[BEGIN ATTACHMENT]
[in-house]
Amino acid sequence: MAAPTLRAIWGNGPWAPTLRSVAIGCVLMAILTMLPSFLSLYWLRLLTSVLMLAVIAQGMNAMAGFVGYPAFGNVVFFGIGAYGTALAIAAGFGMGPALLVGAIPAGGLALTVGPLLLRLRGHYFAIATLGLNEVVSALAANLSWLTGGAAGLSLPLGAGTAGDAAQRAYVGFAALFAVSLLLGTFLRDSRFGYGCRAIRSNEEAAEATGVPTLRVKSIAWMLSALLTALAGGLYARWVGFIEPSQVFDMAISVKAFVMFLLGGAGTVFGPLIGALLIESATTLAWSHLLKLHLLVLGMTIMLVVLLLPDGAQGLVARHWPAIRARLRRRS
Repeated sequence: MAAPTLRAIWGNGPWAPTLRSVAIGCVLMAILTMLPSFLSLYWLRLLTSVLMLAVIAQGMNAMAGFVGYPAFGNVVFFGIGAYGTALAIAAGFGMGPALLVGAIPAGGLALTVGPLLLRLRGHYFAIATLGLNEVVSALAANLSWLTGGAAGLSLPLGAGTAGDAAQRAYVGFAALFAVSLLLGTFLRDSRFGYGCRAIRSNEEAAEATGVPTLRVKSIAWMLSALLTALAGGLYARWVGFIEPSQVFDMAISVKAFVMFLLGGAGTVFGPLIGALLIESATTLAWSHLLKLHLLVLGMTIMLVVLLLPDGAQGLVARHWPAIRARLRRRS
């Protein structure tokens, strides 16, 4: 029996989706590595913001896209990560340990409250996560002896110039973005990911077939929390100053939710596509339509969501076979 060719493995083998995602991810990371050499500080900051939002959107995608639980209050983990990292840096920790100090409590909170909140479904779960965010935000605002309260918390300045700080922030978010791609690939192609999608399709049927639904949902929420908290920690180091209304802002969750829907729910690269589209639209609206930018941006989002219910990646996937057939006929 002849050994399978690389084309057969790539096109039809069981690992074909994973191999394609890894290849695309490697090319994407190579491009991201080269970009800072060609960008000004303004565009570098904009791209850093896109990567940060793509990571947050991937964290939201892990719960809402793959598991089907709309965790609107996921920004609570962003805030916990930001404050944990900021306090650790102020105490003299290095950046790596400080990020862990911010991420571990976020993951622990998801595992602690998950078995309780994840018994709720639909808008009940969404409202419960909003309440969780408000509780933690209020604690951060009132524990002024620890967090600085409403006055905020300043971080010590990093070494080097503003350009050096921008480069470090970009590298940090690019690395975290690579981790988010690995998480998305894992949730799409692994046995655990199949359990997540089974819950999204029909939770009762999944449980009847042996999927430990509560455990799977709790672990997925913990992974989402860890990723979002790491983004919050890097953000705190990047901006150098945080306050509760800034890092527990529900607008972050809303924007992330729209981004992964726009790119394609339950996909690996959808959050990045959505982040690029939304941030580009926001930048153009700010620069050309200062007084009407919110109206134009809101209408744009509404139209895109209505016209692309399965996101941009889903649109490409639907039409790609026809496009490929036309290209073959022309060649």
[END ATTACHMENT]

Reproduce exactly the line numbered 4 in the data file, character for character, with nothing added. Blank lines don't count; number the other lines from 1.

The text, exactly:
């Protein structure tokens, strides 16, 4: 029996989706590595913001896209990560340990409250996560002896110039973005990911077939929390100053939710596509339509969501076979 060719493995083998995602991810990371050499500080900051939002959107995608639980209050983990990292840096920790100090409590909170909140479904779960965010935000605002309260918390300045700080922030978010791609690939192609999608399709049927639904949902929420908290920690180091209304802002969750829907729910690269589209639209609206930018941006989002219910990646996937057939006929 002849050994399978690389084309057969790539096109039809069981690992074909994973191999394609890894290849695309490697090319994407190579491009991201080269970009800072060609960008000004303004565009570098904009791209850093896109990567940060793509990571947050991937964290939201892990719960809402793959598991089907709309965790609107996921920004609570962003805030916990930001404050944990900021306090650790102020105490003299290095950046790596400080990020862990911010991420571990976020993951622990998801595992602690998950078995309780994840018994709720639909808008009940969404409202419960909003309440969780408000509780933690209020604690951060009132524990002024620890967090600085409403006055905020300043971080010590990093070494080097503003350009050096921008480069470090970009590298940090690019690395975290690579981790988010690995998480998305894992949730799409692994046995655990199949359990997540089974819950999204029909939770009762999944449980009847042996999927430990509560455990799977709790672990997925913990992974989402860890990723979002790491983004919050890097953000705190990047901006150098945080306050509760800034890092527990529900607008972050809303924007992330729209981004992964726009790119394609339950996909690996959808959050990045959505982040690029939304941030580009926001930048153009700010620069050309200062007084009407919110109206134009809101209408744009509404139209895109209505016209692309399965996101941009889903649109490409639907039409790609026809496009490929036309290209073959022309060649």